Silent Hill (Available exclusively on PlayStation)
ESRB Rating: M
Number of Players: 1
Genre: Survival Horror
Developer: Konami Computer Entertainment Tokyo
Release Date: January 31st, 1999
PlayStation Network Release Date: September 10th, 2009
Parent Talk: Silent Hill was originally rated M for mature because of animated blood and gore, and animated violence. That remains true today. While the graphics haven’t aged all too well, the game still features some rather disturbing imagery, lots of blood, and an overall creepy environment that most adults find tough to play at night, while they’re all alone. This is certainly not a videogame for minors.
Plays Like: The tank controls made famous from Resident Evil are featured here, although the game separates itself from that legendary series by not resorting to cheap scares and actually gets inside your head and messes with your emotions. It was one of the very first games that challenged Resident Evil because it was so different, and gamers couldn’t stop thinking about the creepy setting long after they had completed the game.
Review Basis: I finished the game countless times upon its original release, and quickly blasted through it for this very review.
One note to make is that the video review is entirely made up of the very earliest portions of the game. I did this on purpose so as not to spoil any of the settings and environments for those who have never played the game before. Trust me, you’re going to want to experience the whole game for yourself.
Before continuing, did you know that Silent Hill was heavily censored for its release outside Japan? It’s true, even the North American version had many different elements changed so it would pass through the ratings board. Many of the enemies look like children with knives, and that just wouldn’t fly with the censor boards. In Europe the enemy designs were even more radically altered than the North American version. Ok that’s enough about censorship, let’s jump right into the game.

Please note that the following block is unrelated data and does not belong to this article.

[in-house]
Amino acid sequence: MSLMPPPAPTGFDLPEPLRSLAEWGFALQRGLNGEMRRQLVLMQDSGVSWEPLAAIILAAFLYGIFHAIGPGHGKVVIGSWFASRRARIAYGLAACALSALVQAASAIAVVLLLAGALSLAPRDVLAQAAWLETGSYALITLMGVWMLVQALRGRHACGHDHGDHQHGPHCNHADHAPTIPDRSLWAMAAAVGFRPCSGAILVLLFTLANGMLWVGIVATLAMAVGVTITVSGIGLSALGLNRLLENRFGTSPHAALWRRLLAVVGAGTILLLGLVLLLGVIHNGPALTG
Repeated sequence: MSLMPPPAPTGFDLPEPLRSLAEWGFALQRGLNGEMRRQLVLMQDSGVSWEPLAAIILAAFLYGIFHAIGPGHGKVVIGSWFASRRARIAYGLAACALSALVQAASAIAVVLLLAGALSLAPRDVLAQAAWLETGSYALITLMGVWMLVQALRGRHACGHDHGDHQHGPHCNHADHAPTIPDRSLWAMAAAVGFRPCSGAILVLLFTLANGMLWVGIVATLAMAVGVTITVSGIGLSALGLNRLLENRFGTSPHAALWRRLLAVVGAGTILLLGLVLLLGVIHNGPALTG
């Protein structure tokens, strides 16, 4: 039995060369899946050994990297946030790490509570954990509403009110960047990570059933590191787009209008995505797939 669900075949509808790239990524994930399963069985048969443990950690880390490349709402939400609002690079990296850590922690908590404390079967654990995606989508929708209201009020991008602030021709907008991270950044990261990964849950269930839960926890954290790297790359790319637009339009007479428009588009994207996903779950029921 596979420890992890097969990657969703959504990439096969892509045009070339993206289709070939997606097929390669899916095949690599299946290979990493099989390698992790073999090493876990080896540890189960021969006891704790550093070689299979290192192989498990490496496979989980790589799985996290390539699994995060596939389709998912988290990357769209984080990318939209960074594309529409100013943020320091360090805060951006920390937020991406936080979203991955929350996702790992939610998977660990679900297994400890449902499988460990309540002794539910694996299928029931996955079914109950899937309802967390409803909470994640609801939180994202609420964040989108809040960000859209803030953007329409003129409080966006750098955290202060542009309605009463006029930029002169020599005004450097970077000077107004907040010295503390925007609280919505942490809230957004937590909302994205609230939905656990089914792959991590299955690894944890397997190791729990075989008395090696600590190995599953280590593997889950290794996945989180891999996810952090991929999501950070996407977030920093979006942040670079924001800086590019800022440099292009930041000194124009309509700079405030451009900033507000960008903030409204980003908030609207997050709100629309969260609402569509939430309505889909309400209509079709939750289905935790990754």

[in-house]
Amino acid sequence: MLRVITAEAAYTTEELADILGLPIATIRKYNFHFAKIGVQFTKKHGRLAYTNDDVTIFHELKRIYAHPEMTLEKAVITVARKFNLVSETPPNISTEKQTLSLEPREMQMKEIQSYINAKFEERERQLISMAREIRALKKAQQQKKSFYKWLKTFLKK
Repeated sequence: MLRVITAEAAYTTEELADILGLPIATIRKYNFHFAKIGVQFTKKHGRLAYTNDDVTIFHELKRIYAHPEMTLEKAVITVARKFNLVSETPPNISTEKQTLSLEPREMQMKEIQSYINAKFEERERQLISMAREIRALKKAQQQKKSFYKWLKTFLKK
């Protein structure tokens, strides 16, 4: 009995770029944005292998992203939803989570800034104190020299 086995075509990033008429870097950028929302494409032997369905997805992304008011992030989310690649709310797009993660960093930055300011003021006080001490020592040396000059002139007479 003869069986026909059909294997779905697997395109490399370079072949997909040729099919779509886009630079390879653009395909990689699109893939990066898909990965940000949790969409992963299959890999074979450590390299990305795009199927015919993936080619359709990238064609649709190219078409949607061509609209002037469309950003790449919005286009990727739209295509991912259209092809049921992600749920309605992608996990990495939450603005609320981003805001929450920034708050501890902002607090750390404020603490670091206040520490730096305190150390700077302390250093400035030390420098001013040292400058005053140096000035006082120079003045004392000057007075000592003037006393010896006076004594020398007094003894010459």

Atmosphere, it’s all about the atmosphere. Silent Hill operates on an entirely different playing field than Resident Evil because it doesn’t want to simply scare you with cheap tricks, it wants to mess with your mind. This is a physiological thriller more so than an action game. It succeeds, tremendously well. From the eerie sound effects, to the radio which omits static noise the closer you get to an enemy, the game is always reminding you that you’re not safe. From traveling through a fogy town, to the darkest depths of your imagination, Silent Hill, challenges you in ways very few other PS1 games did, and it’s for that reason why so much of the game has held up superbly.
The story is also the game’s biggest strength. It starts off with Harry and his daughter Cheryl making their way to the small town of Silent Hill to spend some time together on a little vacation. While driving a woman suddenly passes in front of them and Harry swerves out of the way, causing the car to flip and crash. When Harry comes to, he sees Cheryl in front of the jeep, through the thick fog that has enveloped the town. As he makes his way towards her she starts to walk off in the opposite direction. What’s going on, and why would she run away from her father? Ladies and gentlemen, welcome to Silent Hill.